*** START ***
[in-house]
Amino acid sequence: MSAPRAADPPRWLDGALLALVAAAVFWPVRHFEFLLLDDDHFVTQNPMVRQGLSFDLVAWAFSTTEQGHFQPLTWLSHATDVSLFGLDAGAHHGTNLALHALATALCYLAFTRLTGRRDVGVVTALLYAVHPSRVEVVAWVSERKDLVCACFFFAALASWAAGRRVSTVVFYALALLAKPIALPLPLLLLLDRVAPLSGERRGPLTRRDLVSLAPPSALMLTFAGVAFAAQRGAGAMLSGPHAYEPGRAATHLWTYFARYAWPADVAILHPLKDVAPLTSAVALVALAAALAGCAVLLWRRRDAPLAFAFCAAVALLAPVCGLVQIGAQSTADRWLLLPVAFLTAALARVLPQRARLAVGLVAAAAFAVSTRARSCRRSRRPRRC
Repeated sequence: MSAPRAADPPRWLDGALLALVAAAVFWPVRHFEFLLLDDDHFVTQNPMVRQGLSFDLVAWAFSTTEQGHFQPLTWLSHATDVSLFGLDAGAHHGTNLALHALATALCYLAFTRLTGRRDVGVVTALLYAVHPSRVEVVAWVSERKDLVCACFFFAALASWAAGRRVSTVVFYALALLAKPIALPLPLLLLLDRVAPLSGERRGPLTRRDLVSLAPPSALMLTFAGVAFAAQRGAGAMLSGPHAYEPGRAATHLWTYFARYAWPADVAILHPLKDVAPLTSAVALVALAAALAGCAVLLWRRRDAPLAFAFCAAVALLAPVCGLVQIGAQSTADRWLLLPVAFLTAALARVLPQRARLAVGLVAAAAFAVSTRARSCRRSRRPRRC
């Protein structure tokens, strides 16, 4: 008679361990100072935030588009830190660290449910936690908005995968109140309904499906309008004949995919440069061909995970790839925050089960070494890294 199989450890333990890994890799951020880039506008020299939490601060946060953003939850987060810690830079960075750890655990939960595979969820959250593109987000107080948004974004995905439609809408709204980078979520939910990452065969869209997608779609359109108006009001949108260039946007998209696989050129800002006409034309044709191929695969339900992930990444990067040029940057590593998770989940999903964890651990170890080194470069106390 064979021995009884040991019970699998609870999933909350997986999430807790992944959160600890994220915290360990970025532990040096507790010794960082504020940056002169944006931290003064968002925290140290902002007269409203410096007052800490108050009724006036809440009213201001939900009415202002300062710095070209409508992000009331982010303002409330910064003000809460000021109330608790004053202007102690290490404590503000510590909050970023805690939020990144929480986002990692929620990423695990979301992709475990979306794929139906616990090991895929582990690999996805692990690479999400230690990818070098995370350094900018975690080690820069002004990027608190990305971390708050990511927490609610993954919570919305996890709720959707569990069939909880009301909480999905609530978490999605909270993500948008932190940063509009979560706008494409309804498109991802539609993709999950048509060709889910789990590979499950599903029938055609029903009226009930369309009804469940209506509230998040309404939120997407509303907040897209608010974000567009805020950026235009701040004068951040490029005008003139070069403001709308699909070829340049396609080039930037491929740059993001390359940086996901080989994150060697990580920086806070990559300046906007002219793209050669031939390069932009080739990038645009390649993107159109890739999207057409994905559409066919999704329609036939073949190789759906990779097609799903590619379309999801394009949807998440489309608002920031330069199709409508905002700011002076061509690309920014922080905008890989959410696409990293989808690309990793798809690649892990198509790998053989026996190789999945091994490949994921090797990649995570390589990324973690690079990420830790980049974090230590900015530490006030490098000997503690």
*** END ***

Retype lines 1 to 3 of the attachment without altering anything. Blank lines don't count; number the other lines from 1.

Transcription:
[in-house]
Amino acid sequence: MSAPRAADPPRWLDGALLALVAAAVFWPVRHFEFLLLDDDHFVTQNPMVRQGLSFDLVAWAFSTTEQGHFQPLTWLSHATDVSLFGLDAGAHHGTNLALHALATALCYLAFTRLTGRRDVGVVTALLYAVHPSRVEVVAWVSERKDLVCACFFFAALASWAAGRRVSTVVFYALALLAKPIALPLPLLLLLDRVAPLSGERRGPLTRRDLVSLAPPSALMLTFAGVAFAAQRGAGAMLSGPHAYEPGRAATHLWTYFARYAWPADVAILHPLKDVAPLTSAVALVALAAALAGCAVLLWRRRDAPLAFAFCAAVALLAPVCGLVQIGAQSTADRWLLLPVAFLTAALARVLPQRARLAVGLVAAAAFAVSTRARSCRRSRRPRRC
Repeated sequence: MSAPRAADPPRWLDGALLALVAAAVFWPVRHFEFLLLDDDHFVTQNPMVRQGLSFDLVAWAFSTTEQGHFQPLTWLSHATDVSLFGLDAGAHHGTNLALHALATALCYLAFTRLTGRRDVGVVTALLYAVHPSRVEVVAWVSERKDLVCACFFFAALASWAAGRRVSTVVFYALALLAKPIALPLPLLLLLDRVAPLSGERRGPLTRRDLVSLAPPSALMLTFAGVAFAAQRGAGAMLSGPHAYEPGRAATHLWTYFARYAWPADVAILHPLKDVAPLTSAVALVALAAALAGCAVLLWRRRDAPLAFAFCAAVALLAPVCGLVQIGAQSTADRWLLLPVAFLTAALARVLPQRARLAVGLVAAAAFAVSTRARSCRRSRRPRRC